In Soon-Mi Yoo’s film, a
rchival images taken from North Korean fiction and documentary films, theater performances and party meetings are intertwined with live footage shot on location by the director during her three visits there, and glued together with her diary notes, questions and feelings about the North from the standpoint of a South Korean-born woman living in the United States.
You’ve been to North Korea three times. Did you have the idea for the film before you went there or did your visits inspire you?
I’m different from the journalists in the sense that, they need to get something, they have a ready story, they go out and look for it, and then they come back and just put together what, I’m assuming, they already had in mind. Whereas I’m interested in discovery. It’s also kind of a poetic process, where the piece itself finds its own core. I didn’t know how the piece was going to come together at the beginning, but I also knew what I didn’t want to do.
What didn’t you want to do?
I’ve looked at a lot of the documentaries about North Korea and it’s kind of upsetting to watch them. I found them to be very one-sided, and they didn’t actually reveal anything about North Korea beyond what we already knew: it’s a terrible place, people are under this terrible tight grip of the regime, and they are poor and brainwashed and so forth. The tone of these documentaries is almost racist, looking down on them and making fun of them. They’re basically presenting the freaks, ‘look at these people’, and they are incredulous that they are like that. And, maybe because I grew up in Korea, I had a gut feeling that it can’t be all that.
How is North Korea represented in South Korea?
Terribly. The propaganda is intense on both sides…Growing up, North Korea under the communists was vilified. We heard terrible stories, kind of like the paintings you see in the film with the atrocities of the American regime. Each side has an image of the other like that. Both South Koreans and North Koreans are pictured literally with horns.
How hard is it for a filmmaker to get to North Korea, especially a South Korean filmmaker?
It is hard. They don’t like Korean Americans. South Koreans have a special permission from the government, but that’s different, because they are diplomats or high level officials. In limited capacity, they come in as some sort of representative. People like Korean-Americans, who speak English, lived in the States or who understand Korean, they find it difficult to deal with them. I was afraid they wouldn’t give me the visa and I’ve heard from Korean-Americans that this has happened. They bought the tickets and everything was paid for and they went to China, because they don’t give you a visa until you actually go to China and show up at the North Korean embassy.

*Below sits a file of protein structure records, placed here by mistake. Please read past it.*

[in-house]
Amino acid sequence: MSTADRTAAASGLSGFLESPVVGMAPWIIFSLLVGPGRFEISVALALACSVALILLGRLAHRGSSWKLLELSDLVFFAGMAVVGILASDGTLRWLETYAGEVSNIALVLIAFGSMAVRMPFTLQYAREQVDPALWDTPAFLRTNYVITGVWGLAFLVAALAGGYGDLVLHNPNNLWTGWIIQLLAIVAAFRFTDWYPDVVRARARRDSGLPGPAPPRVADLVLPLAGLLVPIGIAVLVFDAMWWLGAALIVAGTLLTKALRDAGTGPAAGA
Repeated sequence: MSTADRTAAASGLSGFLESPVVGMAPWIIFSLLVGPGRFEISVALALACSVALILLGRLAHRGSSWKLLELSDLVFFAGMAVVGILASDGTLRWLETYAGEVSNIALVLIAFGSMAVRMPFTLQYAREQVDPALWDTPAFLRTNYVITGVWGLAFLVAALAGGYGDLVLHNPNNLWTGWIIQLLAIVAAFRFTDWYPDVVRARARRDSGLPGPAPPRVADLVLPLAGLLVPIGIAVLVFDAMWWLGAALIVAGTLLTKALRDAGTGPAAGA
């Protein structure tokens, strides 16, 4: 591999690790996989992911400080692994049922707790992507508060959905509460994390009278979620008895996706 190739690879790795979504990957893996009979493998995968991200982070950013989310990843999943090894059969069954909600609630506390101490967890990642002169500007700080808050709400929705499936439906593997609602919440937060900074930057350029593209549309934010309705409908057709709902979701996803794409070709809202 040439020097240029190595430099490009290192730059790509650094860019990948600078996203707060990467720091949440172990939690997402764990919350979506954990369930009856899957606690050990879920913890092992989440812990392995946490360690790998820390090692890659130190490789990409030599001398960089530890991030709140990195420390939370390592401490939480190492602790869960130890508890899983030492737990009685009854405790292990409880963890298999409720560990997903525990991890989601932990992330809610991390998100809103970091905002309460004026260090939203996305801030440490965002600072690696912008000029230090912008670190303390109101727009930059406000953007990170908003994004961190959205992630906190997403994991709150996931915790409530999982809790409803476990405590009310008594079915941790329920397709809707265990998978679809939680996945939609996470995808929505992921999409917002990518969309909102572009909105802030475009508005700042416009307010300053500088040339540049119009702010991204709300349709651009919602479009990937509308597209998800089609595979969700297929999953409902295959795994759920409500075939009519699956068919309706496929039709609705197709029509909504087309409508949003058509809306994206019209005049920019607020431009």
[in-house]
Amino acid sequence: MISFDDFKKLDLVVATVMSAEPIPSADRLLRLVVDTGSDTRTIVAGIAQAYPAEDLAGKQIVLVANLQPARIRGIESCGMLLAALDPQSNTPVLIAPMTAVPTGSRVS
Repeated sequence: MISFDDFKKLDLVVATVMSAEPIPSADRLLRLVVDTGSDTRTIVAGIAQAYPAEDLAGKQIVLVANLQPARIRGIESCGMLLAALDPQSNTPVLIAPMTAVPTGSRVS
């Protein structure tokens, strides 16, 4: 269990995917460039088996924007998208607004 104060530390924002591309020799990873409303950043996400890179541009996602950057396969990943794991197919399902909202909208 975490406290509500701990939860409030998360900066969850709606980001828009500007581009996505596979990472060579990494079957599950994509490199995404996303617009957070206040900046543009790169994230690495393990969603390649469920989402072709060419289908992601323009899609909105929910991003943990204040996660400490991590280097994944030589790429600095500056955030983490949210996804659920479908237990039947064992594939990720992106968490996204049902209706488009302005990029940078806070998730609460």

You were a one-woman film crew. Watching the film, you don’t get the feeling that you were given a hard time. How much freedom were you allowed when you decided to film something or someone?
It was a constant, sort of, haggling, like a mild threat. They would say something like ‘Maybe you want to stay here longer, like three months, and photograph more of our beautiful country. But then your students might say that you were detained’. When you arrive in North Korea, you can’t just take a cab or bus. There is always someone that is coming to meet you. They take you around. They’re in charge of you for the whole duration of your trip and your itinerary is more or less determined prior to your trip. And the driver and the guys will report on your activities in separate ways. They are the ones who are able to interact with foreigners. They are the most loyal to the regime. They have to be, because they are susceptible to others. They watch South Korean television dramas in the tour bus if you show it to them. They are not stupid. They’ve been to China, some of them. And they are obviously connected to a kind of security or intelligence apparatus. But they are generally very nice, they’re not threatening in any way. North Koreans, in general, are very friendly and very kind and modest people.
There is a scene towards the end when you take a picture with the children. These children’s groups seem to show up everywhere. You say your itinerary was determined. Was everyone you met somebody the officials wanted you to meet?